Your insurance agent can provide guidance on how to submit a claim and track its progress. Many insurance providers allow you to file claims online or through mobile insurance apps, although some may require you to contact them directly by phone.

Check Out: Does Homeowners Insurance Cover Roof Leaks?

5. Make temporary repairs

Most of the repairs from water damage occur after claims are approved, but you may need to perform necessary home repairs to prevent further damage. For example, if your water heater bursts and floods your finished basement, you should remove the wet carpeting after thoroughly documenting the damage.

How to identify mold in your home

Mold can grow almost anywhere there is moisture. You can usually identify mold issues in your home by sight or smell. Mold typically appears as fuzzy patches that increase in size over time. It also produces a musty odor that’s hard to miss.

Since mold can grow anywhere, it may grow out of sight. Looking behind or underneath surfaces may be necessary to root out mold infestations, including under carpets and flooring, behind cabinets, and inside walls, ceilings, and other areas.[3]

Some areas of the home are more susceptible to mold growth because of the moisture present. These include:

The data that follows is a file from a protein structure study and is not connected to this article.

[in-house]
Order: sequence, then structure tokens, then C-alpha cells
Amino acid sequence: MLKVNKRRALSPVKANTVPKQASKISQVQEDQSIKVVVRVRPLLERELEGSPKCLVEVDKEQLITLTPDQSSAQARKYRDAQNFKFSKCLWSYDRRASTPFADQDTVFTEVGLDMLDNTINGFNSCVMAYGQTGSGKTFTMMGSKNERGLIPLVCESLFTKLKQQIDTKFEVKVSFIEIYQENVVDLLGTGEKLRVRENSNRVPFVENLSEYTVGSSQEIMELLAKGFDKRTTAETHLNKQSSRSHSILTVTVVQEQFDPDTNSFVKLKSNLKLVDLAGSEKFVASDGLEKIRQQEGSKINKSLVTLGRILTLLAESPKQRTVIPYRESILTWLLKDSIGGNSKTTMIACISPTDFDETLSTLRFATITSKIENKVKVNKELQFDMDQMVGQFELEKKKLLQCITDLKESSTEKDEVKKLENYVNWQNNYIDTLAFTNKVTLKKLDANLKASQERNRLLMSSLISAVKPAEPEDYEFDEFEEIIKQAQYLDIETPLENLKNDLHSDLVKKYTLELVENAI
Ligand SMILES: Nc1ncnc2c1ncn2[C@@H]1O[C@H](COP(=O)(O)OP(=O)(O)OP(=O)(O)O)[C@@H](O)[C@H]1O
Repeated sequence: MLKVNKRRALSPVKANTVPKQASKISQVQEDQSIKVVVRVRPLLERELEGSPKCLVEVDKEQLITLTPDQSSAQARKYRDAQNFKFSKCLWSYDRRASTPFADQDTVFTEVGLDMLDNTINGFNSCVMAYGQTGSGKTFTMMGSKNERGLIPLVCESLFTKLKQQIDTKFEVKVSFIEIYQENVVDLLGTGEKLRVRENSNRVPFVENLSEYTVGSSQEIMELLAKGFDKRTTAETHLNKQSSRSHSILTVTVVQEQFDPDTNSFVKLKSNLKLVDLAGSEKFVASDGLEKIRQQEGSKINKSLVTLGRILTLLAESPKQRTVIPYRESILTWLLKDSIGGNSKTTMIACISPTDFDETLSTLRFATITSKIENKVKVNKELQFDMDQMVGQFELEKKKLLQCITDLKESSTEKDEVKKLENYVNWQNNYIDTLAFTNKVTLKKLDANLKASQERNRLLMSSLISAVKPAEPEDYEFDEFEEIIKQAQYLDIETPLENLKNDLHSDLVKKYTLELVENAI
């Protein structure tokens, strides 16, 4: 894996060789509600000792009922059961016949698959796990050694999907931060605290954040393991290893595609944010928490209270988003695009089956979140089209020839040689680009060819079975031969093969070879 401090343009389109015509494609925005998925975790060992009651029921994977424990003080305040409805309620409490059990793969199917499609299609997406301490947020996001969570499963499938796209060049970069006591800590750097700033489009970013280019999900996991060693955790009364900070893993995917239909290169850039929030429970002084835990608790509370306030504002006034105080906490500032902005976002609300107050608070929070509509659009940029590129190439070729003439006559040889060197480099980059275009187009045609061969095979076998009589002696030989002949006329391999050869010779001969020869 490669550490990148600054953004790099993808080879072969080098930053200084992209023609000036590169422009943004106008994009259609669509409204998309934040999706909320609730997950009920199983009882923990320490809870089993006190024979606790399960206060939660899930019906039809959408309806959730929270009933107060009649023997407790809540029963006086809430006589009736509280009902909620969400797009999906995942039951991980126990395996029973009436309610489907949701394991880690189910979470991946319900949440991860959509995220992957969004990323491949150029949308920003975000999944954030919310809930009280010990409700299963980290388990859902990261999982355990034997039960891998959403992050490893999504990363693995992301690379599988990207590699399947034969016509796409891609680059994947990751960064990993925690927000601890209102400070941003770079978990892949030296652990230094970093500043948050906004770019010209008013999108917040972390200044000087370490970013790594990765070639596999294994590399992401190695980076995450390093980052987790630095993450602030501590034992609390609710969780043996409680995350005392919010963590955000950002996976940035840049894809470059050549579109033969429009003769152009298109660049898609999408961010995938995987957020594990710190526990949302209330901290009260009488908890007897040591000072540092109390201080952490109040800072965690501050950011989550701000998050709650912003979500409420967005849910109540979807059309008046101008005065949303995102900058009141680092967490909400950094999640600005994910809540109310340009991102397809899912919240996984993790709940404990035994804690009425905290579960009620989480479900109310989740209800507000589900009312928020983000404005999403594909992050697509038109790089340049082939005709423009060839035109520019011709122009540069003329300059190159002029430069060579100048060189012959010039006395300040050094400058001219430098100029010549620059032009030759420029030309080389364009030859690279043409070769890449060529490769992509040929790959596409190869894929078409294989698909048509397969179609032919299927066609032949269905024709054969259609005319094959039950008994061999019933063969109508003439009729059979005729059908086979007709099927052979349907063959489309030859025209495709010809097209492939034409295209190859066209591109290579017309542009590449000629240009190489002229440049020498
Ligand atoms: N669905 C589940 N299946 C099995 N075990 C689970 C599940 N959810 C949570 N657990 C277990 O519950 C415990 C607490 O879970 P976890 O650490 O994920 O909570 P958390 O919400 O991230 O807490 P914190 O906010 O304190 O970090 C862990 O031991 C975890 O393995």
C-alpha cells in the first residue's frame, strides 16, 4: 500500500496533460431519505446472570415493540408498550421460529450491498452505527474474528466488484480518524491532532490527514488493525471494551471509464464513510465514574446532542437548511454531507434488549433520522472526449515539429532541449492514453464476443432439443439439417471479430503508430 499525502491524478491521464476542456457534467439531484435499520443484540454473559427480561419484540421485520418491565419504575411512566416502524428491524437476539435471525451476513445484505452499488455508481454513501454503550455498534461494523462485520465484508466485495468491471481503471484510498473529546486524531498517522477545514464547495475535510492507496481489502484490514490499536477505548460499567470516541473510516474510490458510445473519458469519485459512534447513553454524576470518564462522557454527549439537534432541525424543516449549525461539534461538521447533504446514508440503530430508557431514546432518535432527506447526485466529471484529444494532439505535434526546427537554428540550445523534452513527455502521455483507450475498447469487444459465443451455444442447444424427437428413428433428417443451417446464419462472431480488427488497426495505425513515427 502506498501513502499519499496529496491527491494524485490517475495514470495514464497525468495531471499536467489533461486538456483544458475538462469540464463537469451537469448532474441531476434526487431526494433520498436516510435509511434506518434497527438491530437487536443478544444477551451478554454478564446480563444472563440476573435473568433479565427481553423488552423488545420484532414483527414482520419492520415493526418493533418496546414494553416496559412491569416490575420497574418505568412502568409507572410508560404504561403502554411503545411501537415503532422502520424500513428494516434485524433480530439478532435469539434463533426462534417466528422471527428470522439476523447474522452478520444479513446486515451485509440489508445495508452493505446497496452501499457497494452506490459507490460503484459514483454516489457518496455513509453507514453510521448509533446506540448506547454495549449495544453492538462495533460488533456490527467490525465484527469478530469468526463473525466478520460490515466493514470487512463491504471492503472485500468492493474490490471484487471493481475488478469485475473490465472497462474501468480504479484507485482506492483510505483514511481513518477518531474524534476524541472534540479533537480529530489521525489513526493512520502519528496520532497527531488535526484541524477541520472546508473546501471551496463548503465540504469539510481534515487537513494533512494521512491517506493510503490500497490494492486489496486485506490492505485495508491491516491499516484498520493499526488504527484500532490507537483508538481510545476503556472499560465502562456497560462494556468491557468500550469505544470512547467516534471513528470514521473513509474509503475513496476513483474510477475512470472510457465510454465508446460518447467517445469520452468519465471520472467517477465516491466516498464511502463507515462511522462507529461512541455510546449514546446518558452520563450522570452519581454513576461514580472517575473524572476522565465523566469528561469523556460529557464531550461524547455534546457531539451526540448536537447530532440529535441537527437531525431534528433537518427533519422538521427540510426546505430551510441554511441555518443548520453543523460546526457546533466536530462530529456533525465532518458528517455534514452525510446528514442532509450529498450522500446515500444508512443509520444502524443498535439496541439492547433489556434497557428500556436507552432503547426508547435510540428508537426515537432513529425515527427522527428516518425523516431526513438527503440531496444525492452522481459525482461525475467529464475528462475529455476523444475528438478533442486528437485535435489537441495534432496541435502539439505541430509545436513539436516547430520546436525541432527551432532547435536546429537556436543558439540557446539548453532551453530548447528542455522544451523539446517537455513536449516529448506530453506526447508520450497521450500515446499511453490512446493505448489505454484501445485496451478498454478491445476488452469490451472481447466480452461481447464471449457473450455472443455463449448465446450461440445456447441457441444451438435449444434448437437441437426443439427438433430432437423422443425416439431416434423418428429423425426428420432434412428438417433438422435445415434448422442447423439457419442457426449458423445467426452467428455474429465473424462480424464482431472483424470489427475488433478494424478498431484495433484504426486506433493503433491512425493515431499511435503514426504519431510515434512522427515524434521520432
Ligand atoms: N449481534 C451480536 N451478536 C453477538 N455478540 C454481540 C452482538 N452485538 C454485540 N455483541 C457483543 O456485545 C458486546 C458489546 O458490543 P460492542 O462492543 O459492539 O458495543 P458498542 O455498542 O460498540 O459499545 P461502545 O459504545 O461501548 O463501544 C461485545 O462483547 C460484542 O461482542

• Bathroom tiles

  • Shower stalls and tubs

  • Shower curtains

  • Toilets

  • Window and door seals

  • Refrigerator doors

  • Air conditioning units

Mold can also cause allergic reactions in some people. Symptoms can include a runny nose, itchy eyes, nasal congestion, and other issues. If you experience these symptoms more frequently in your home than outside of it, mold could be present in your home and causing the allergic reaction.

How to prevent mold growth

The best way to deal with mold in your home is to prevent it from occurring. While avoiding mold in extreme events may be impossible, due diligence around the home can help manage moisture issues that can lead to mold. Follow these tips to help combat moisture in your home:[4]

  • Clean up leaks and spills quickly.

  • Have your air conditioner inspected annually.

  • Inspect your roof and gutters regularly.

  • Look for moisture developing on windows, doors, pipes, and other surfaces.

  • Make sure the ground around your home slopes away from the house to avoid water collecting around the foundation.

  • Make sure your downspout is directed away from your home.

  • Vent appliances like clothes dryers and stoves outside when possible.

  • Use exhaust fans when necessary.

  • Run your bathroom fan when showering.